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Rocky Lockridge’s 20-Year Battle With Drugs Was Tougher Than Any 15-Round Fight

Bernard Fernandez

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“Live fast, die young and leave a good-looking corpse” is a 1950s mantra often, and wrongly, attributed to actor James Dean, star of Rebel Without a Cause and the iconic symbol of the era’s youthful angst. Regardless of the authorship of that fatalistic sentiment, Dean seemingly made it his own during a brief, turbulent life: he was speeding when, at 24, he crashed his car and succumbed to his injuries on Sept. 30, 1955, indeed leaving a good-looking corpse in the casket that was lowered into his grave. More than 63 years later, devotees of all ages continue to mourn the premature passing of the forever-cool Dean, who was spared the reality of growing old gracefully, or at all.

Boxing’s James Dean equivalent was WBC featherweight champion and Mexican national hero Salvador Sanchez (44-1-1, 32 KOs), who was 23 when, driving far too fast, he crashed his land rocket of a car and perished on Aug. 12, 1982. At the time of his death, Sanchez, the perpetually young and fresh embodiment of a magnificent  fighter whose career might have been even more celebrated had he lived longer, had a signed contract to fight Rocky Lockridge, another young, exciting and gifted practitioner of the pugilistic arts, in what would have been one of the most-anticipated matchups of the decade.

Perhaps, had he and Sanchez actually squared off, and particularly if Lockridge (44-9, 36 KOs) had come away with a victory that would have surpassed even his signature one-punch knockout of Roger “The Black Mamba” Mayweather, things would have turned out differently for the Tacoma, Wash., native who might also have achieved the legendary status that will forever cloak fans’ cherished memories of Sanchez. But there was an opponent, more insidious than any he ever faced or might have in the ring, that served to strip Rocky Lockridge of his wealth, pride and dignity during a 20-year descent into a nightmarish existence in which he got his ass kicked daily by the twin scourges of drug and alcohol addiction.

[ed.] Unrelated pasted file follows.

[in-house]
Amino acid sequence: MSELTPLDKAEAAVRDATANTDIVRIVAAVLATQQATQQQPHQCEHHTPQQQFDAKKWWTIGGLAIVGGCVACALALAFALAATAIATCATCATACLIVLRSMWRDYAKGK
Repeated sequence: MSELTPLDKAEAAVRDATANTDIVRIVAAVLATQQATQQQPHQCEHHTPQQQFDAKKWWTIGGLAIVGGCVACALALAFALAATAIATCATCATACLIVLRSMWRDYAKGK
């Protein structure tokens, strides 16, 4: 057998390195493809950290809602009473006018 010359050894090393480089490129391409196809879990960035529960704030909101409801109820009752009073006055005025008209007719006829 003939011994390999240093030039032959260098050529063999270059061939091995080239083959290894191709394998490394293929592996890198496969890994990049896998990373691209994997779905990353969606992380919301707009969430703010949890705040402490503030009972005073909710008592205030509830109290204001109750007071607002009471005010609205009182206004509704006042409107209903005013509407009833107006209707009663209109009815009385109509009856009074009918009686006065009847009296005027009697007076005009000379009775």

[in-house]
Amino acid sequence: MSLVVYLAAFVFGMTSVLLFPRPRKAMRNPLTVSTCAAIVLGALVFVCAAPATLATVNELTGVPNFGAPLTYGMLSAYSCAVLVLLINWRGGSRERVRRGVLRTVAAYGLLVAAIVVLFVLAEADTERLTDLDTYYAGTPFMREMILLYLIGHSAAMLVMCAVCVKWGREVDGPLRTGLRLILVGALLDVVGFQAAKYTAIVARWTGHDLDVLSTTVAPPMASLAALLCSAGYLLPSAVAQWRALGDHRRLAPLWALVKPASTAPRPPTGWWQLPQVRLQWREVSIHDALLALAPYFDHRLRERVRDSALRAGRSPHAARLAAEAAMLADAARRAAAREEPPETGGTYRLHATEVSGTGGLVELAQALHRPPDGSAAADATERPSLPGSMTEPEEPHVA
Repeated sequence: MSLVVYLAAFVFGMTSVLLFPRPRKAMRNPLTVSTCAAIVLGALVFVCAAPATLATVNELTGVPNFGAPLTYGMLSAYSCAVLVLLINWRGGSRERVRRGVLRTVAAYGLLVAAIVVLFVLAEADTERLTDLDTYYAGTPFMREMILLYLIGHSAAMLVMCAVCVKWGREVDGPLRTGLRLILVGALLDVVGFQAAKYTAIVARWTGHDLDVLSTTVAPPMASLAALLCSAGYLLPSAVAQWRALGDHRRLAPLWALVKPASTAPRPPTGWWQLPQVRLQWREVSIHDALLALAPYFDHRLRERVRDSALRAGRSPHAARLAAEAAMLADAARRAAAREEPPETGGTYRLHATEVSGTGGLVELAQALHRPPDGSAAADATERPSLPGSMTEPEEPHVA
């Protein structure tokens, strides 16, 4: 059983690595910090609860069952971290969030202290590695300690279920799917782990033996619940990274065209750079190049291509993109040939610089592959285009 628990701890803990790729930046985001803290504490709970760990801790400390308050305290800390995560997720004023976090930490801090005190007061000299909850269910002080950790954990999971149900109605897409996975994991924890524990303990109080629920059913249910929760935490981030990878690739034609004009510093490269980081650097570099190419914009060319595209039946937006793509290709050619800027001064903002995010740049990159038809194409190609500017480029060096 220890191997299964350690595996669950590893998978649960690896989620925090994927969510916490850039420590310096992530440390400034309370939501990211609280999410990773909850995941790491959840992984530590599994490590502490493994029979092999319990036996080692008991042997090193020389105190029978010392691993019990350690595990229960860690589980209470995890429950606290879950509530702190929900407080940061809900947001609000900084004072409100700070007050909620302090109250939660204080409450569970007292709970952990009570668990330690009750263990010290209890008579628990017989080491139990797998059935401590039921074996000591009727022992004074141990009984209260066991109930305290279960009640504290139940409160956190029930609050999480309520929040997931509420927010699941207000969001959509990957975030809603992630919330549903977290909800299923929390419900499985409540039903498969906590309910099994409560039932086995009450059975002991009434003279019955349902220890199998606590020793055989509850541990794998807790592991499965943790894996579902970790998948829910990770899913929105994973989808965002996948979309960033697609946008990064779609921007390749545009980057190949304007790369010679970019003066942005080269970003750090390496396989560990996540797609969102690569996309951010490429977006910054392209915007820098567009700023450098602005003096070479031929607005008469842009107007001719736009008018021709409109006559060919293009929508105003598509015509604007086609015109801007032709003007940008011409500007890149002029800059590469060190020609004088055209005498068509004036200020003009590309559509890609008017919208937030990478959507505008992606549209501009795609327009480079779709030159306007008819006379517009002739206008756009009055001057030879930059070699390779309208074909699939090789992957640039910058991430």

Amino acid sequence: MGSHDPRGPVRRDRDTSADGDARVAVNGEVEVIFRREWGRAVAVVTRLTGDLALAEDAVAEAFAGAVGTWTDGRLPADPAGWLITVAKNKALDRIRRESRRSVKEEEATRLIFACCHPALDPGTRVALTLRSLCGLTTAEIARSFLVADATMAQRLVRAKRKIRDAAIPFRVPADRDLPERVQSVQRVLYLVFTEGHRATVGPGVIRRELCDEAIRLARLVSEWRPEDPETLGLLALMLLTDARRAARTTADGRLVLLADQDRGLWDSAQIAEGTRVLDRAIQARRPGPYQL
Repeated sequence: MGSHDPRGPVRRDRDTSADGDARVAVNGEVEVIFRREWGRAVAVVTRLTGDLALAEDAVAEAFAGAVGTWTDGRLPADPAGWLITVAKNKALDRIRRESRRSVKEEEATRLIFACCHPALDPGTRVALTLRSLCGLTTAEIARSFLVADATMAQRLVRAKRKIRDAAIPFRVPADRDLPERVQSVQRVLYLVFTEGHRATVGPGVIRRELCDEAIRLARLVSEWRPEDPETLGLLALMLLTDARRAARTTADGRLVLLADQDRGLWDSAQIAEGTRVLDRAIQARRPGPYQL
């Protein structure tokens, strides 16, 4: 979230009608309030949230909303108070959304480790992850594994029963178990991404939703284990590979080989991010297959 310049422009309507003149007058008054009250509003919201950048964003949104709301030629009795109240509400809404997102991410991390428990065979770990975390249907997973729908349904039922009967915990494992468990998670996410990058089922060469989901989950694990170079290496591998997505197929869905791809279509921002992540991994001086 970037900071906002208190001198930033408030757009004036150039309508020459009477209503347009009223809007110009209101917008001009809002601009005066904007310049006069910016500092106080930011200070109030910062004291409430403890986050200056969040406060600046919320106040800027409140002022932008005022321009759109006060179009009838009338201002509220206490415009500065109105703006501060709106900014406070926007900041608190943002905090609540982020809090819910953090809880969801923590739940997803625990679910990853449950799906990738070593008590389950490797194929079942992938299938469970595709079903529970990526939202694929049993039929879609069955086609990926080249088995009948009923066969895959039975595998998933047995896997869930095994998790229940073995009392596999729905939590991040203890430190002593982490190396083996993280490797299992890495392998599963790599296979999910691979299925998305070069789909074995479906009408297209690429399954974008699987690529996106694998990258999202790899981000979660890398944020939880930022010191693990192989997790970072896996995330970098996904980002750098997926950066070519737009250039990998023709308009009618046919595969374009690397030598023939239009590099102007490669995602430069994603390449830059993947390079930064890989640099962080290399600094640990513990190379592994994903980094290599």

Live fast? Die young? Leave a good-looking corpse? None of the outcomes on James Dean’s figurative wish list happened for Lockridge, who, despite his finally being able to kick his drug habit in the last few years of his life, was mostly a broke and broken man when he passed away, at 60, on Feb. 7. At the time of his death, Lockridge – who had suffered a series of strokes that slurred his speech and limited his mobility – was a ward of the State of New Jersey, in hospice care. Despite the no-frills circumstances of his passing, it was nonetheless better than the two decades he spent trapped in the depths of despair.  During those lost years the onetime champion was a veritable shadow of his former self, scuffling along on some of the meaner streets of Camden,  N.J., and subsisting on whatever he was able to scrounge through charity, panhandling or theft (he was arrested several times for burglary).

“I’ve been down to the pits of hell. I ain’t going back, no way,” Lockridge said in October 2011, after he had gotten himself clean during two very public years as the subject of an A&E reality television show, Intervention, which profiles the struggles of addicts to find sobriety.  The ex-champ’s angels of mercy were Jacquie Richardson, executive director of the Retired Boxers Foundation, who put A&E in touch with Lockridge, and Candy Finnigan, the intervention specialist who handled his case for the television program.